About this Author
DBL%20Hendrix%20small.png College chemistry, 1983

Derek Lowe The 2002 Model

Dbl%20new%20portrait%20B%26W.png After 10 years of blogging. . .

Derek Lowe, an Arkansan by birth, got his BA from Hendrix College and his PhD in organic chemistry from Duke before spending time in Germany on a Humboldt Fellowship on his post-doc. He's worked for several major pharmaceutical companies since 1989 on drug discovery projects against schizophrenia, Alzheimer's, diabetes, osteoporosis and other diseases. To contact Derek email him directly: Twitter: Dereklowe

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August 18, 2011

Is Anyone Doing the Pfizer Screening Deal?

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Posted by Derek

A couple of years ago, I wrote here about an initiative from Pfizer. They were proposing letting other (smaller) companies screen their compound collection, with rights to be worked out if something interesting turned up.

The thing is, I haven't heard about anyone taking them up on it. Does anyone know if this ever got off the ground, or did it get lost in the trackless Pfizer territories somewhere? It sounded like a reasonable idea in some ways, and I'm curious if it ever went anywhere. . .

Comments (13) + TrackBacks (0) | Category: Drug Assays


1. IchDich on August 18, 2011 11:01 AM writes...

B. Munos was supporting the Lilly website on joint research. Seems like somewhere in industry this concept is alive.

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2. Anonymous on August 18, 2011 12:18 PM writes...

Oh? Does Pfizer know where everything is located now and have they removed dupes and cleaned up their registration system? Does Pfizer even know what it has?

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3. ex-pfizer and loving it on August 18, 2011 12:34 PM writes...

When I was a Pfizer employee I worked on this so I know first-hand of at least one start-up company that got useful results. Screening was done on a subset in-house at Pfizer using an assay developed by the start-up company.

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4. Dr. Manhattan on August 18, 2011 12:36 PM writes...

Probably still caught up in the IP issues you mentioned in your original post. Pfizer probably wants the small company to screen & find something interesting, but they will largely help themselves to the product. Don't like it? We'll buy you and fire you! Snakebite.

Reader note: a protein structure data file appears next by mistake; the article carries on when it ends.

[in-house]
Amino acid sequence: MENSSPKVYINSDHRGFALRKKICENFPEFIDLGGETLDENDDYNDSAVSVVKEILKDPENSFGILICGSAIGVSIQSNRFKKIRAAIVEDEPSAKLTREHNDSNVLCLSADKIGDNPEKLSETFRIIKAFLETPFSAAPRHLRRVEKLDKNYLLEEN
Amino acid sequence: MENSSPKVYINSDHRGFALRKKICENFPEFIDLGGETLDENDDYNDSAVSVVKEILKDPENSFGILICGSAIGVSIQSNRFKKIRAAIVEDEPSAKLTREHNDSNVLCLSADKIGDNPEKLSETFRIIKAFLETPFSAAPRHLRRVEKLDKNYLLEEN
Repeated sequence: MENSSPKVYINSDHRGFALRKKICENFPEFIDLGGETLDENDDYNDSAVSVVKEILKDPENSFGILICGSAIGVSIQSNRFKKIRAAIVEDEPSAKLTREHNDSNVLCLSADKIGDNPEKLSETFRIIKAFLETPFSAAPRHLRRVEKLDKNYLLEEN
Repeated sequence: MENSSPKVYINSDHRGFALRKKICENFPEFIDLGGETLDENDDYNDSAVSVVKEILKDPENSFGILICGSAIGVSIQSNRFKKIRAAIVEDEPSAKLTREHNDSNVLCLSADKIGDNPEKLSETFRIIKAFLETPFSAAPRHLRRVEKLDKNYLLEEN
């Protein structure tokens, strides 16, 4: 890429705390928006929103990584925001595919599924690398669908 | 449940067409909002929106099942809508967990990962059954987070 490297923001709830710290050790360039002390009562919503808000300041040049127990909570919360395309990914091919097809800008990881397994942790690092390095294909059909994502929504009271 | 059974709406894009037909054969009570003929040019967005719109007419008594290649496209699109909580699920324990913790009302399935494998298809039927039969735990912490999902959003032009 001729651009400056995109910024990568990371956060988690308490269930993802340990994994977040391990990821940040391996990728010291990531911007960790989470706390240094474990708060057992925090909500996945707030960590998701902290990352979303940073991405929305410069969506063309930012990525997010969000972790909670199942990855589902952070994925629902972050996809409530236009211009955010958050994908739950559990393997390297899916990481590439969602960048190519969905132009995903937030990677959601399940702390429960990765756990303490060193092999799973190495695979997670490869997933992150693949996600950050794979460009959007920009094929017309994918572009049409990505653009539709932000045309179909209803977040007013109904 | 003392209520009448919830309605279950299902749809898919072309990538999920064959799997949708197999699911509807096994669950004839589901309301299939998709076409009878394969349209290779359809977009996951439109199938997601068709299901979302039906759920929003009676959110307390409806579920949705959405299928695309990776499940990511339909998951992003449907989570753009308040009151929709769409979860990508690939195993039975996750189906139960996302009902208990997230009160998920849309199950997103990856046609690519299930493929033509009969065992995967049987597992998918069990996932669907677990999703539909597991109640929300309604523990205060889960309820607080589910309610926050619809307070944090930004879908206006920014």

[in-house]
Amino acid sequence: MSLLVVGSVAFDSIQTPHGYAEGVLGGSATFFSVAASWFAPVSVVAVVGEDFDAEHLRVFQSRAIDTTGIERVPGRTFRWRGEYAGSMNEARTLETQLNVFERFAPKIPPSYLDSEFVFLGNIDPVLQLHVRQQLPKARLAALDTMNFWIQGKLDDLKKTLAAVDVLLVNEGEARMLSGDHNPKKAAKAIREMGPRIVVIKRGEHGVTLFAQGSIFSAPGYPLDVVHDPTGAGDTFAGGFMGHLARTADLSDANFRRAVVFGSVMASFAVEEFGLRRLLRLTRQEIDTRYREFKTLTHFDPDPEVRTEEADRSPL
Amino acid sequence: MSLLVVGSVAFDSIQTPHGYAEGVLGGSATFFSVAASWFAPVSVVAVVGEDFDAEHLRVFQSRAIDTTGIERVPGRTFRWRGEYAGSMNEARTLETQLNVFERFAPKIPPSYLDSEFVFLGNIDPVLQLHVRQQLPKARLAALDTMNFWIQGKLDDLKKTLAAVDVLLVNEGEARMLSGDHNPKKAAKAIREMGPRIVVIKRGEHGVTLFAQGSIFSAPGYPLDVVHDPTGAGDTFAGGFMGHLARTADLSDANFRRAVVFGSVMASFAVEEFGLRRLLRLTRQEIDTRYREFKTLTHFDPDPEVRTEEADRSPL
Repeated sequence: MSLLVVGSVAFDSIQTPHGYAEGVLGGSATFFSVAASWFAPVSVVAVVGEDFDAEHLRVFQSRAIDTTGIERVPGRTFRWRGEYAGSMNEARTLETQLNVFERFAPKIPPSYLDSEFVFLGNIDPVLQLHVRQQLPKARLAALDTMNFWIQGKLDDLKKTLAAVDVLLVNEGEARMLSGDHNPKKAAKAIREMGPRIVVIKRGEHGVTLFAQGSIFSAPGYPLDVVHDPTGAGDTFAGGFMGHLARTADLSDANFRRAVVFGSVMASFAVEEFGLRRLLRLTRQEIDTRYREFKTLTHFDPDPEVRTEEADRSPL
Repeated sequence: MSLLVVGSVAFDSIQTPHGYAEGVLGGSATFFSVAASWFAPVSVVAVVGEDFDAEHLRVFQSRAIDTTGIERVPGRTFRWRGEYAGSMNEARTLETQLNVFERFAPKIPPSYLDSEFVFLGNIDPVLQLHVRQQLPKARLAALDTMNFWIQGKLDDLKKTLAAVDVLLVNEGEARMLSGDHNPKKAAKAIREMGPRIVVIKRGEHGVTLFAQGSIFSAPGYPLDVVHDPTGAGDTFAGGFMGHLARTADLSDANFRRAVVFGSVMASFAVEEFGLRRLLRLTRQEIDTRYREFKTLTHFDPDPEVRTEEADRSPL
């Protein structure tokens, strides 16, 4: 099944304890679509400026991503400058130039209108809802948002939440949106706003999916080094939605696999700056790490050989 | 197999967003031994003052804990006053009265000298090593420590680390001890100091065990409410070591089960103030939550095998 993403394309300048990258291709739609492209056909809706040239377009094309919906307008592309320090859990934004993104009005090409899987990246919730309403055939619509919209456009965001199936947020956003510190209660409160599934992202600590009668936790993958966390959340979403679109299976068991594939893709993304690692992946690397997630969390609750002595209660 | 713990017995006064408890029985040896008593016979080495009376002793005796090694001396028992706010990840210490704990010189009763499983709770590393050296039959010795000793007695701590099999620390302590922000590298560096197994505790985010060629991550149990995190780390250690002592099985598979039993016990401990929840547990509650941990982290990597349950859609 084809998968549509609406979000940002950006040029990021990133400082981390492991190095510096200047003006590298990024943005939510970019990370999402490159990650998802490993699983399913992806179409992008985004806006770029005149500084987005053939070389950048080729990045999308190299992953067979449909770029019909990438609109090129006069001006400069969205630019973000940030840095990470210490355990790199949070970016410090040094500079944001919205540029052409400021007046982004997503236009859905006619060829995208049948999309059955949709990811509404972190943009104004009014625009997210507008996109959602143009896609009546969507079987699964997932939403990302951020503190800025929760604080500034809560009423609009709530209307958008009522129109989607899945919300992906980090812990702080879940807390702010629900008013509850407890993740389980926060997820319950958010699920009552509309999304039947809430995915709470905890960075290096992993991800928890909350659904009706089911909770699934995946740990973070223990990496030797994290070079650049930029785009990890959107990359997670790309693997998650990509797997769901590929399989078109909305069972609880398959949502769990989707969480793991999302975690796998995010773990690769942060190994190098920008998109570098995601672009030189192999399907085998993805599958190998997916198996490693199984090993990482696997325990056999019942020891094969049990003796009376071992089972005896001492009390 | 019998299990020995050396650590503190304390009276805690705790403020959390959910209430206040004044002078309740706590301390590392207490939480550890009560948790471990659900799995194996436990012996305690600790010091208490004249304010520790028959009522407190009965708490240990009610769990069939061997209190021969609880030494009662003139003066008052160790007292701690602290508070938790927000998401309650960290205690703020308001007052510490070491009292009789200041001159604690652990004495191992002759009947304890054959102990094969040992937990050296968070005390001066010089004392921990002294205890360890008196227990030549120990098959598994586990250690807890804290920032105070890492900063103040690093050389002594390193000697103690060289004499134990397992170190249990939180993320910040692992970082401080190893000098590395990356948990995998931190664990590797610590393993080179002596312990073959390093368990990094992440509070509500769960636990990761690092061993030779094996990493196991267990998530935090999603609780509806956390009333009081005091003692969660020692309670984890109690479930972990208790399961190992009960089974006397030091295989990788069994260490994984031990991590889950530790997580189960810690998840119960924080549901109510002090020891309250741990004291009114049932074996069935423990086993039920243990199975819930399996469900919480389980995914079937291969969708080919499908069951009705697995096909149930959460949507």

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5. smurf on August 18, 2011 2:41 PM writes...

I am aware of at least one active screen; otherwise Dr. Manhattan is spot on.

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6. smurf on August 18, 2011 2:45 PM writes...

Correction: Dr. Manhattan‘s first sentence is spot on – the rest is simply not true.

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7. startup on August 18, 2011 3:45 PM writes...


Which part? "We'll buy you and fire you"?

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8. jackrabbit on August 18, 2011 4:33 PM writes...

Just read an article posted on the NYTimes website...the article was interesting but the real fireworks were contained in the comments section...seems most commenters have a fairly low opinion of the pharmaceutical industry.

Drug Is Found to Extend Lives of Obese Mice
Published: August 18, 2011

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9. Merc on August 18, 2011 6:34 PM writes...

I interned for a small biotech/pharma company called Avalon Pharmaceuticals which did screenings for Pfizer. This was a couple years ago, though, and Avalon has since been bought out.

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10. anchor on August 19, 2011 7:01 AM writes...

#8, May be that is the modus operandi, these days that qualifies as making progress and decision. So, if the outsourced research pays off, buy the company lock, stock and barrel. You own the IP and fire the rest.

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11. Pfired Before on August 19, 2011 10:46 AM writes...

Is SMURF a current member of Pfizer's management. The reason I wonder is that he has two contradictory statements made back-to-back (#'s 5 & 6). Reminiscent of the contradictory Pfizer research mottoes of 1) "Deep Knowledge of Biological Targets" and 2) "Just Enough, Just In Time" This latter motto meant to do only what was necessary to progress drugs, with the meaning of the first is obvious. And yes, these two contradictory mottoes were Research's marching orders, at least until 2009.

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12. Anonymous on August 20, 2011 2:40 PM writes...

The Pfizer 'system' got in the way with eveyone having to sign off on every deal and claiming IP rights (and the first born child) of the companies - so no, it disappeared.

Also, they might not have much of a file left soon. When they did the recent file enrichment the cost was paid for from a central account (called Enron). When the new CFO found out he dumped the whole cost on the chemistry budget ($80MM) which is why so many chemists are being whacked at the moment to make the numbers work. They are also having to physically burn 1MM+ cmpds so they can wright them off - only in Pfizer. Makes you cry....

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13. jason @ cinnamon agency on August 22, 2011 5:39 PM writes...

Very interesting that Pfizer's offer wasn't taken up, seemingly by due to distrust of the pharmaceutical agency.

Mind you, having to sign away any discoveries isn't the best bait!

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